Celebrating the Sabbath in Darkness

December 20, 2013

Every week, Jody Hirsh, the JCC's Judaic Education Director, provides a Judaic message that is featured at the top of the JCC's weekly email newsletter. Below is the Shabbat message for Friday, December 20, 2013. 

Celebrating the Sabbath in Darkness

The Karaites were a group of Jews who broke away from traditional Judaism in the 7th Century. They rejected Rabbinic Law and claimed that the written Torah was to be interpreted strictly without the commentaries or interpretations of the rabbis. One example is the way they understood Exodus 35:3 – “You shall not burn any fire in any of your dwelling places on the Sabbath Day.” The common traditional understanding of that commandment is that you are forbidden to light a fire on the Sabbath, but if you light a fire before sundown on Friday night, it can burn indefinitely. (In traditional homes, the Sabbath candles are lit before sundown, after all.) The Karaites, however, believed that the commandment meant that no fire was to be left burning on the Sabbath, so... they extinguished all fires before sundown on Friday nights! This was particularly inconvenient in the cold winters of Lithuania, which was a large center of Karaite life before WWII. There, they were known by their neighbors as “The People Who Celebrate their Sabbath in Darkness.”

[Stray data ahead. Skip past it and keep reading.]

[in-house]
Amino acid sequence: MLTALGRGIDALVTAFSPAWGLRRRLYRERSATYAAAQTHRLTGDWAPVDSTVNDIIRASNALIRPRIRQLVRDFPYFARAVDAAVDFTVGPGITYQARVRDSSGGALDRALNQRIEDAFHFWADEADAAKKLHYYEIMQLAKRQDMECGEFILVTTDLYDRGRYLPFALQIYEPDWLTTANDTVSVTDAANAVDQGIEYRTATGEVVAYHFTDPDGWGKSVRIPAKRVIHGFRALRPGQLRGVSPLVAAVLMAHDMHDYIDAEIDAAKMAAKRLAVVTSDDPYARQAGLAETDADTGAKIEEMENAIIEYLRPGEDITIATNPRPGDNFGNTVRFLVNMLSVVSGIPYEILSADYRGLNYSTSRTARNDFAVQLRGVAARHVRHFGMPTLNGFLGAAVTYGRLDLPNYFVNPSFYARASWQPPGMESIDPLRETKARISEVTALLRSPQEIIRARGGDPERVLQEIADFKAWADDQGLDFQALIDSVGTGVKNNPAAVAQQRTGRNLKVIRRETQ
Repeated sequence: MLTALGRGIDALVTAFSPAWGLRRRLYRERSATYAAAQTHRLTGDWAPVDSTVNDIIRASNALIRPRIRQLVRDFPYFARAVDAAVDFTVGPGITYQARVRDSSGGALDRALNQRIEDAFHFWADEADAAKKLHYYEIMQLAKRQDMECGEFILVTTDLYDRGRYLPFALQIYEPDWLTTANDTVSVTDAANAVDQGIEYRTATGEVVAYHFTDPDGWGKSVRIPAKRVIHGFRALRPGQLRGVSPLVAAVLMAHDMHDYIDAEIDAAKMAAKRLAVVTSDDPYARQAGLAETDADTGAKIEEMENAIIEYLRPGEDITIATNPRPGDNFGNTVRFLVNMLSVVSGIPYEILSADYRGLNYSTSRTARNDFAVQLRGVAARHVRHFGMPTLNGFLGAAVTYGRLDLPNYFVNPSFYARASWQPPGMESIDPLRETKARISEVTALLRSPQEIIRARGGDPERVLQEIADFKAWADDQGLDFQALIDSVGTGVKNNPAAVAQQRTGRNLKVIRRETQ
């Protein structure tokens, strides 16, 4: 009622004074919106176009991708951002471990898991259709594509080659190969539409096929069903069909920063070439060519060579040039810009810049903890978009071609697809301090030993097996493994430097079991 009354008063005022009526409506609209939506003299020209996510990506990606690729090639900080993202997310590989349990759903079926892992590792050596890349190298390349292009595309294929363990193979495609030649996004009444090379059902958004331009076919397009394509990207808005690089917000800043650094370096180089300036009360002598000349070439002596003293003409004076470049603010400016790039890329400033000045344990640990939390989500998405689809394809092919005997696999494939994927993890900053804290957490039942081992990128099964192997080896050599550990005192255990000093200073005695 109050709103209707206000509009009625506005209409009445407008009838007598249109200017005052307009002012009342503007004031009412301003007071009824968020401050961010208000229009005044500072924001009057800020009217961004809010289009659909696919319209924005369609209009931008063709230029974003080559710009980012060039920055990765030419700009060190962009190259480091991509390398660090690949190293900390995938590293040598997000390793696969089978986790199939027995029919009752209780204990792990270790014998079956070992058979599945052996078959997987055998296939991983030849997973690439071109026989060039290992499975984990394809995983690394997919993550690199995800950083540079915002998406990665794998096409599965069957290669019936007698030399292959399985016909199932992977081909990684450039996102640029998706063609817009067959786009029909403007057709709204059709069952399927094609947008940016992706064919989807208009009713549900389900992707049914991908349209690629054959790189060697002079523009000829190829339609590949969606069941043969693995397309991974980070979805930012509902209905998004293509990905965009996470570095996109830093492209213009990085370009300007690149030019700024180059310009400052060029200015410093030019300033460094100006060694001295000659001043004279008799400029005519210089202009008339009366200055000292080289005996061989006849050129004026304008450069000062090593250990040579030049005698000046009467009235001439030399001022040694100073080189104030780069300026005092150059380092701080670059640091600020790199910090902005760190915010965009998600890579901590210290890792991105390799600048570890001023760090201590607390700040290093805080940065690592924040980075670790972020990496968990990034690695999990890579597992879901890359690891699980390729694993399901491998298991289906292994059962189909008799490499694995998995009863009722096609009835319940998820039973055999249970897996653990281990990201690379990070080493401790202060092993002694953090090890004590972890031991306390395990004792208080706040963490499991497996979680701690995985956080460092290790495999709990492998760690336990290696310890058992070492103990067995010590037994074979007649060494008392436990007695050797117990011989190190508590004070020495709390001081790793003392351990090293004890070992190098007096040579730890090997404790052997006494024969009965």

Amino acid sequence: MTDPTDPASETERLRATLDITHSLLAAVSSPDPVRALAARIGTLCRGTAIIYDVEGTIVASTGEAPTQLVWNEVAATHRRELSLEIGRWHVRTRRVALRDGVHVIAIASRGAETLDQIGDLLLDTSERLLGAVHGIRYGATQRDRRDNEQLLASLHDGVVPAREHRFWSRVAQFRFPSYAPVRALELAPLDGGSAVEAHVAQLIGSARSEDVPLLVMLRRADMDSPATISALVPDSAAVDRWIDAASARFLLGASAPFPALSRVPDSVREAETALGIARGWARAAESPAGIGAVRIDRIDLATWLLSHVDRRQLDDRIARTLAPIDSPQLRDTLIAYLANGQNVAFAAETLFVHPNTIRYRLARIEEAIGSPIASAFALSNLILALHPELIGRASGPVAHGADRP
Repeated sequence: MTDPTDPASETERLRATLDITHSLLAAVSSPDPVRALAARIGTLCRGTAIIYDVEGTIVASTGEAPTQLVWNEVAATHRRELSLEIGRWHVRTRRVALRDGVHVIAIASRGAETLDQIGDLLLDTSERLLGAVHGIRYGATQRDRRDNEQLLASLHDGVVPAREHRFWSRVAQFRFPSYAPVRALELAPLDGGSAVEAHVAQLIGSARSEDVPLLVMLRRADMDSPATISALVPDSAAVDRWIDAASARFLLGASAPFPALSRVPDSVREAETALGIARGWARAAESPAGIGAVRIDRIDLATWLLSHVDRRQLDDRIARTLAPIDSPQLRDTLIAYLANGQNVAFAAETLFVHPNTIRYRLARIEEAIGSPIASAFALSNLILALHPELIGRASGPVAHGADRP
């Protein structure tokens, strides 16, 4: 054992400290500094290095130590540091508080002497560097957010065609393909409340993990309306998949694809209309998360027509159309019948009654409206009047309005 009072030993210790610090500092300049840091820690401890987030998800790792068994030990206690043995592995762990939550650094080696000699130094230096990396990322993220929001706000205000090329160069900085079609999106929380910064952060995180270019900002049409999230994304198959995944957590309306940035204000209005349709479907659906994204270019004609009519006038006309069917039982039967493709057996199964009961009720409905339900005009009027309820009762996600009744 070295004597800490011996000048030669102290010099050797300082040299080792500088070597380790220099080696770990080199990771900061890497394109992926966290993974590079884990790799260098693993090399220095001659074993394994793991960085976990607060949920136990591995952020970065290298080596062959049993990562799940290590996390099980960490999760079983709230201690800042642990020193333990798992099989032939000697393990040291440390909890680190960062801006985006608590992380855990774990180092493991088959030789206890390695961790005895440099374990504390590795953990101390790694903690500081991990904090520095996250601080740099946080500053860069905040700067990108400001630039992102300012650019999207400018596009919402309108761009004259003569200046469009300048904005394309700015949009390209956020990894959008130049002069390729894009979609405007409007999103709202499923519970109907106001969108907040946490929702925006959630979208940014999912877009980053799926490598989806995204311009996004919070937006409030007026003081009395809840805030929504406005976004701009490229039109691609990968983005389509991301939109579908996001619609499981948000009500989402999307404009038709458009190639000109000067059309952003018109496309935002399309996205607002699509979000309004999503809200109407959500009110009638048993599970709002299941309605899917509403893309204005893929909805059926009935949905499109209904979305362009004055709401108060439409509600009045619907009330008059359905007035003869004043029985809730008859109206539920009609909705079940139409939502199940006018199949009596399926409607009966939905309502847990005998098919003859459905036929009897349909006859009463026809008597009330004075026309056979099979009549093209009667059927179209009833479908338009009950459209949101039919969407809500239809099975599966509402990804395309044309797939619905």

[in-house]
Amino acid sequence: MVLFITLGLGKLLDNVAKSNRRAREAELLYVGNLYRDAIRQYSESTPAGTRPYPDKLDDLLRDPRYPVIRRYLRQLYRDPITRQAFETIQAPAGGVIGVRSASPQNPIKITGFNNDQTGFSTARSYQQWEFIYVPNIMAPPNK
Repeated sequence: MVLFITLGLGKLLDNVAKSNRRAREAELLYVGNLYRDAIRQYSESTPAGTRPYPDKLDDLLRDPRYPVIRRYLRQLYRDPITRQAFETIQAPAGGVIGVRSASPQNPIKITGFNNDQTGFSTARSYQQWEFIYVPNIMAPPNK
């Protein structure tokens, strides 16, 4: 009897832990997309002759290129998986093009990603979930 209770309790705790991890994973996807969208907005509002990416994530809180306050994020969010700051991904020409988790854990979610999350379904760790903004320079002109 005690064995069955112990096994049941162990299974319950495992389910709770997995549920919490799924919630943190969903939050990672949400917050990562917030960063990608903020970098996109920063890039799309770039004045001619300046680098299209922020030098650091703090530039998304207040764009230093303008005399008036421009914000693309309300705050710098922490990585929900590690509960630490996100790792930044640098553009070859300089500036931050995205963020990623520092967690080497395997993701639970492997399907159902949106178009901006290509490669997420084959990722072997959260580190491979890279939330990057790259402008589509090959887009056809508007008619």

There are still about 30,000 Karaites in the world. The two largest centers of Karaite life are Ashdod, Israel, and Foster City, California!

Karaite Synagogue in Ashdod

Karaite Synagogue in Jerusalem

Shabbat Shalom!